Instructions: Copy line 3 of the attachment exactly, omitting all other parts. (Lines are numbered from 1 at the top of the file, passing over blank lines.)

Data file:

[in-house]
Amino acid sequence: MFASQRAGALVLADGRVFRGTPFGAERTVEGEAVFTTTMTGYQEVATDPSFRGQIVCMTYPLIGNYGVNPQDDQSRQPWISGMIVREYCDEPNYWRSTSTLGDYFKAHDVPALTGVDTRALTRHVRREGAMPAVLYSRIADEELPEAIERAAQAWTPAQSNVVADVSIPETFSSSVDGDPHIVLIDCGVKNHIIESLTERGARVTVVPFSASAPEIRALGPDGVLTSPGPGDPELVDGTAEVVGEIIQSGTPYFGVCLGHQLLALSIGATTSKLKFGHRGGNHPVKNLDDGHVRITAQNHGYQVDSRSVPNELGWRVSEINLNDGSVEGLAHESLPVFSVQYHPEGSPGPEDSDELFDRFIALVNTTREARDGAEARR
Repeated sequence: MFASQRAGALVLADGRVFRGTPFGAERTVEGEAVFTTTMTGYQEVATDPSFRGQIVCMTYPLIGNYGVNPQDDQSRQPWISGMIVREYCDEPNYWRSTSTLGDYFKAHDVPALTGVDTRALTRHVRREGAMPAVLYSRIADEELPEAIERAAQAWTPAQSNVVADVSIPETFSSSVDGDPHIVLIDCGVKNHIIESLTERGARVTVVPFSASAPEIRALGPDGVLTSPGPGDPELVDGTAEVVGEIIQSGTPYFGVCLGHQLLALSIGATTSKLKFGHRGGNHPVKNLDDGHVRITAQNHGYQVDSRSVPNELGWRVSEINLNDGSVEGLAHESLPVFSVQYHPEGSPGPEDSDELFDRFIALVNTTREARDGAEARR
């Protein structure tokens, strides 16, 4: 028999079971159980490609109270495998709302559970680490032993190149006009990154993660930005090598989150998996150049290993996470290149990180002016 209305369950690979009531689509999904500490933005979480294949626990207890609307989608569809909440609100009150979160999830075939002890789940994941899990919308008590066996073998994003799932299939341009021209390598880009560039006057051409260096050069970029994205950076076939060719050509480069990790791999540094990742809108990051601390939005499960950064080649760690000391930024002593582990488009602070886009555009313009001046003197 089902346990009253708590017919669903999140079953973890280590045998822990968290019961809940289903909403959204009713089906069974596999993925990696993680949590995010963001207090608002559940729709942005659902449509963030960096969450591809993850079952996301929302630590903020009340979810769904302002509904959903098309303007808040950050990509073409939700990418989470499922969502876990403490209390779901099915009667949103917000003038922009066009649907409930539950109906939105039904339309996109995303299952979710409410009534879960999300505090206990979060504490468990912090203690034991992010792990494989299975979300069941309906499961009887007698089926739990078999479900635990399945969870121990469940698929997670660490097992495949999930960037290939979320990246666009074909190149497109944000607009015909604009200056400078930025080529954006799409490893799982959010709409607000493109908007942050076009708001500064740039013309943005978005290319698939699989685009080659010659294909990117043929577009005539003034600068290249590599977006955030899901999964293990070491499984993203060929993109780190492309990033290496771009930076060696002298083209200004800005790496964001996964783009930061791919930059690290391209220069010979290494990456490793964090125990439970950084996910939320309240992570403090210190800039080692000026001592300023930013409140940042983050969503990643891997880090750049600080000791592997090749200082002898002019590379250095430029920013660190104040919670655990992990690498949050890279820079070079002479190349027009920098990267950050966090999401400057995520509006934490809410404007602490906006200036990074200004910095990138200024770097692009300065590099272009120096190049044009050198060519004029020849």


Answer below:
Repeated sequence: MFASQRAGALVLADGRVFRGTPFGAERTVEGEAVFTTTMTGYQEVATDPSFRGQIVCMTYPLIGNYGVNPQDDQSRQPWISGMIVREYCDEPNYWRSTSTLGDYFKAHDVPALTGVDTRALTRHVRREGAMPAVLYSRIADEELPEAIERAAQAWTPAQSNVVADVSIPETFSSSVDGDPHIVLIDCGVKNHIIESLTERGARVTVVPFSASAPEIRALGPDGVLTSPGPGDPELVDGTAEVVGEIIQSGTPYFGVCLGHQLLALSIGATTSKLKFGHRGGNHPVKNLDDGHVRITAQNHGYQVDSRSVPNELGWRVSEINLNDGSVEGLAHESLPVFSVQYHPEGSPGPEDSDELFDRFIALVNTTREARDGAEARR